IREZUMI - What is behind the traditional Japanese tattoo art?

Irezumi – Was steckt hinter der traditionellen japanischen Tattookunst?

IREZUMI - What is behind the traditional Japanese tattoo art?

Tattoos have a long tradition in Japan - so far, many say about traditional Japanese tattoo art, in Japan as Irezumi known. If you are a Japan fan and want to wear warriors, predators or beautiful women in the irezumi style under the skin, you should find out more about the origin and the importance of traditional motifs. You can find out what you should consider in the search for suitable artists and motifs in our helpful IREZUMI guide.

Names for tattoos in Japan

  • IREZUMI (入れ 墨) - literally means "bring in ink" and is still the most common name for tattoos in Japan.
  • Bunshin (文身) - literally translated "sampling body"; The characters can also be read as "irezumi".
  • Shishehei (刺青) literally means "pierce with blue". The name goes back to the traditional Nara ink, which turns blue under the skin.
  • Gei (黥) is another (modern) name for tattooing.
  • Horimono (彫り 物) is next to irezumi One of the most common names for tattoos. Translated literally, the term "carving" means and goes back to the connection between woodcuts and tattoos in Japan.
  • In Japan, tattoo artists are called Horishi today.

The story of Irishzumis briefly explained

Tattoos have been part of culture in Japan for thousands of years. The oldest evidence decreases up to 4500 years before the beginning of our Christian era. Even then, Japanese indigenous people, the Ainu, wore, Anci-Piri Art as awards on the skin. From the 5th century, tattoos were used to use criminals and were only valued by the outsiders of society and by dealers from abroad.

Magnificent carvings

Traditional motifs, as we know them today, probably emerged in the 14th century after the publication of the very popular Chinese book Suicoden. The book tells heroic stories about war heroes who wear patterns with tigers, dragons and mythical beings on the arms and upper body. The illustrations made from woodcuts served as templates for the first Horimonos - Woodcut artists transferred their technique from the wood to the skin and "carved" large -scale motifs with intact bamboo sticks and coal -based color in the arms, legs, back or upper body. It is believed that this trend in the Japanese upper class served as a status symbol, since a publicly splendid appearance was prohibited for rich people.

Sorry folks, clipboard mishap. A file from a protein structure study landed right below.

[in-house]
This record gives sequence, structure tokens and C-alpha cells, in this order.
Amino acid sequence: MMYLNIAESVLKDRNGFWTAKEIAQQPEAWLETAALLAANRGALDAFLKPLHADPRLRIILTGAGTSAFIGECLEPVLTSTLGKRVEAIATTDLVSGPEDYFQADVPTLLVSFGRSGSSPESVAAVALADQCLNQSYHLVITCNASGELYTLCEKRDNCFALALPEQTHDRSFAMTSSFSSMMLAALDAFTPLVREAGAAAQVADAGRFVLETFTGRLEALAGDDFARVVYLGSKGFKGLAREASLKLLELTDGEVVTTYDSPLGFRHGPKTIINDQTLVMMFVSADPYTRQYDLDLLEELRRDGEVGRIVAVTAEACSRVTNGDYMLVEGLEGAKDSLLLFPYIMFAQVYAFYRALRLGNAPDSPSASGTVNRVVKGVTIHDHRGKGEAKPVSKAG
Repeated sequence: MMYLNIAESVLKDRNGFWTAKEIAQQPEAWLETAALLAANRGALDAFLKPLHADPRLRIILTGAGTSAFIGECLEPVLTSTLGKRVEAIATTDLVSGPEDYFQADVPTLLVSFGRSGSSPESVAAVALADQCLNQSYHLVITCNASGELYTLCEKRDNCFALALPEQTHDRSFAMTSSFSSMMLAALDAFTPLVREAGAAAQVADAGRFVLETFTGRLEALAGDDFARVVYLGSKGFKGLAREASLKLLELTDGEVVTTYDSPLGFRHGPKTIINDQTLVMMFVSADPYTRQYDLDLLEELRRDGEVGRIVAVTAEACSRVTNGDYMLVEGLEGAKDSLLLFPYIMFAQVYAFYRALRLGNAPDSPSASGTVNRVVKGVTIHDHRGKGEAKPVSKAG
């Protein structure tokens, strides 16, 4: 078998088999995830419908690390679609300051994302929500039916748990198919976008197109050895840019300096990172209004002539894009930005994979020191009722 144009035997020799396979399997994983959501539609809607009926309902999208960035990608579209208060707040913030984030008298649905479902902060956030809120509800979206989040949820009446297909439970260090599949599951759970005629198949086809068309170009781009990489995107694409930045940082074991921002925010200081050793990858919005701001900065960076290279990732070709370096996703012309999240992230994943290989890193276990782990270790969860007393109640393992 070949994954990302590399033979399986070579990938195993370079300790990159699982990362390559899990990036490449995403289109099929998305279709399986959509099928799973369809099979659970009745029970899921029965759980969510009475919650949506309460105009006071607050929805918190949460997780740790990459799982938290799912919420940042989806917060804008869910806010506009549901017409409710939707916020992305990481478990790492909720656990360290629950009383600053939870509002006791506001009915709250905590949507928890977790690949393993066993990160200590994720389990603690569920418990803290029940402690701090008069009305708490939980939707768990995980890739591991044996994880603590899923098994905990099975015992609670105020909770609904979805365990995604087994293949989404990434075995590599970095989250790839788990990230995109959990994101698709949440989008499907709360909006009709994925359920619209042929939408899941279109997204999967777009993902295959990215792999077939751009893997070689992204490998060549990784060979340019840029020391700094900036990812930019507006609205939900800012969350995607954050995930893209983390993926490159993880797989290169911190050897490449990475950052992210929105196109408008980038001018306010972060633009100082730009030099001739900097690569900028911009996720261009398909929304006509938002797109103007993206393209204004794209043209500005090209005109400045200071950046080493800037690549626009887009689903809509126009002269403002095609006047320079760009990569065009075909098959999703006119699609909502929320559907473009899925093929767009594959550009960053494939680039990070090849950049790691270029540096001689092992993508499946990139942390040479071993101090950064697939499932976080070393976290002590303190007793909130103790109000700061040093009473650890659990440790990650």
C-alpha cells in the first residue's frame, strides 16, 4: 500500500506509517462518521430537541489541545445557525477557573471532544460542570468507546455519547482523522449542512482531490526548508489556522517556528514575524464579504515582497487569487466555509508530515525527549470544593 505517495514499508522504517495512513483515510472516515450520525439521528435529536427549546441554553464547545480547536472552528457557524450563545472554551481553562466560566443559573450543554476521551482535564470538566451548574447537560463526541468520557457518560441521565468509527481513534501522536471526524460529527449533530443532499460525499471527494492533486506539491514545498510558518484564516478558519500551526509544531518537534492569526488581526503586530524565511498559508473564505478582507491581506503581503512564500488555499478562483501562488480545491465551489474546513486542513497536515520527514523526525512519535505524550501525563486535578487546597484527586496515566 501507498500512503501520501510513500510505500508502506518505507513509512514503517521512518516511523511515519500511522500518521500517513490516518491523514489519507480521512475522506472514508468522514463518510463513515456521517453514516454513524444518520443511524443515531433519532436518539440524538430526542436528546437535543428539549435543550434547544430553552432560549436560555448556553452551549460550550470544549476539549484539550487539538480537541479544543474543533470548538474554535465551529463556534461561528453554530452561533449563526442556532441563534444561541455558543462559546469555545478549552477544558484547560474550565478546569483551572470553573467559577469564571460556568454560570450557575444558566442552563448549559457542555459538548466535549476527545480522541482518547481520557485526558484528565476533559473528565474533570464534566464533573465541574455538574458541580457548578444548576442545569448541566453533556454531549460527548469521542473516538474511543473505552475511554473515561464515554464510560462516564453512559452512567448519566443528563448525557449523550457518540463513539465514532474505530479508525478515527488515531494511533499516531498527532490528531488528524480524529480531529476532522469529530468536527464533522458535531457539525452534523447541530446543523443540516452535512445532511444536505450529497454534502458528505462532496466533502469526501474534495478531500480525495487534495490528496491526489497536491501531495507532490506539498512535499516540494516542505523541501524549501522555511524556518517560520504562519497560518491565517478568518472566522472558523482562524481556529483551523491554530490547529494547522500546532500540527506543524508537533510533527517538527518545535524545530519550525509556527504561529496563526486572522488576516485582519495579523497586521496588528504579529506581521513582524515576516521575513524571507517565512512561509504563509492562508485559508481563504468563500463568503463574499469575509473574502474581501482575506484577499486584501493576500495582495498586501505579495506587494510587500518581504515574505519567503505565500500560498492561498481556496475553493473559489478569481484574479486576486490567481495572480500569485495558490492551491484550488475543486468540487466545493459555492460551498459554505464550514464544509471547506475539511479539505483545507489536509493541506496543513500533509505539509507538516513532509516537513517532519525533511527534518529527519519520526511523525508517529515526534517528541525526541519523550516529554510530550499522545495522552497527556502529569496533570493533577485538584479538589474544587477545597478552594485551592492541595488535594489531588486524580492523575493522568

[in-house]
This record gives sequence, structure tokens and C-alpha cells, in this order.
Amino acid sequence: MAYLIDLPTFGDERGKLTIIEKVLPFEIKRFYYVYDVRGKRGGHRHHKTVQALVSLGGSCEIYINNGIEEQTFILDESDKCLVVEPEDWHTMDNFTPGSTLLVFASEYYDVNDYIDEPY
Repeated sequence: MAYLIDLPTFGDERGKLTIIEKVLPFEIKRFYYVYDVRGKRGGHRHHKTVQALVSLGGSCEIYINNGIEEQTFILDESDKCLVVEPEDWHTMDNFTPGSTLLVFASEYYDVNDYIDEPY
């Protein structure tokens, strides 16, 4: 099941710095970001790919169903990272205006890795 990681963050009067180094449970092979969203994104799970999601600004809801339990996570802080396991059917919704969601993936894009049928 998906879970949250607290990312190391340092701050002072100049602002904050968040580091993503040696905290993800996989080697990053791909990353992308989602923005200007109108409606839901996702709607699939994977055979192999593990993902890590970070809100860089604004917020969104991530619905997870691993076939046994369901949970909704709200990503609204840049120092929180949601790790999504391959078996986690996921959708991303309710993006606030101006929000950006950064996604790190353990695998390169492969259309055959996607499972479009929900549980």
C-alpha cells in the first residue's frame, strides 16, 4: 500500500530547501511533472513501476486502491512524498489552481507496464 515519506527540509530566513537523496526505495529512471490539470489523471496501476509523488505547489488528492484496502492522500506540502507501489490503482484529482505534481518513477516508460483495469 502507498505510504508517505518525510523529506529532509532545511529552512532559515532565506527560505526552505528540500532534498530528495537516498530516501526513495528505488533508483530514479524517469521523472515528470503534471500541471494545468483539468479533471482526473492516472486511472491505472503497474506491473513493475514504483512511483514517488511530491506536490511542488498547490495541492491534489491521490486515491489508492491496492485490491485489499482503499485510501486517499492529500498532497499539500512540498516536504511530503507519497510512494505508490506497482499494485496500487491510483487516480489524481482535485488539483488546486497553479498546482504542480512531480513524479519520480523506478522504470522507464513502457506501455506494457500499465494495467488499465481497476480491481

The classic Yakuza tattoo

In the 1870s, the Japanese government tried to improve the country's international image. IREZUMI art was officially banned and tattoos were severely discredited. This did not change even after the ban was lifted in 1948. IREZUMI art became the proud identification mark of the smugglers and players-members of the notorious Yakuza-Clans still wear large -scale irezumis that are engraved according to special rules and adorn the entire body for many. To date, it can occur in parts of Japan to not be let in public baths with tattoos.

Traditional tattoos with traditional rules

  • IREZUMIS are always hidden under clothing.
  • They used to be stung with traditional needles (very rare today).
  • The motifs are chosen by the artist or (in Yakuza circles) by act.
  • Instead of black contours and shades, modernity use horishi Blue color to hit the color of the traditional Nara ink. IREZUMI carriers remain loyal to an artist throughout their lives, who expands his full body motif over time and signed when completed.

Not an ordinary tattoo

If you are enthusiastic about the Japanese tattoo art and East Asian legends and myths, you may want to wear your own irezumi under your skin. Of course, you don't have to adhere to each of the rules listed above or even be a member of the Yakuza. Still you should Respect traditions and you deal with the culture behind it, before you get one of the meaningful motifs under your skin. In Japan, tattoos generally have a bad reputation and have some restrictions. If you visit the country as a tourist, try not to show your IREZUMI publicly. Otherwise, compatriots could feel offended.

How do I get an authentic irezumi?

  1. Find artists
    Horishi Work in Japan almost exclusively near international military base points or in Tokyo, since most customers come from abroad. There are about 300 tattoo artists across the country, of whom only a few use the traditional bamboo wedges with needles to jump. Horiyoshi III is one of the most famous active tattoo artists from Japan, whose work focuses on traditional Irishzumis.
  2. have patience
    The stinging of a complete sleeves also lasts three to six years at weekly sessions. Tattooed games have to heal completely before they can be expanded with new color. A colorful full-body tattoo in elaborate IREZUMI style can cost up to 40,000 euros.

Typical motifs of Japanese tattoo art

  • Warrior (also as a horror version with separated limbs).
  • Dragons and figures of East Asian mythology.
  • Waves and clouds.
  • Cherry and lotus flowers.
  • Predators (wolf, tiger, snake).
  • Geishas.
  • War scenes.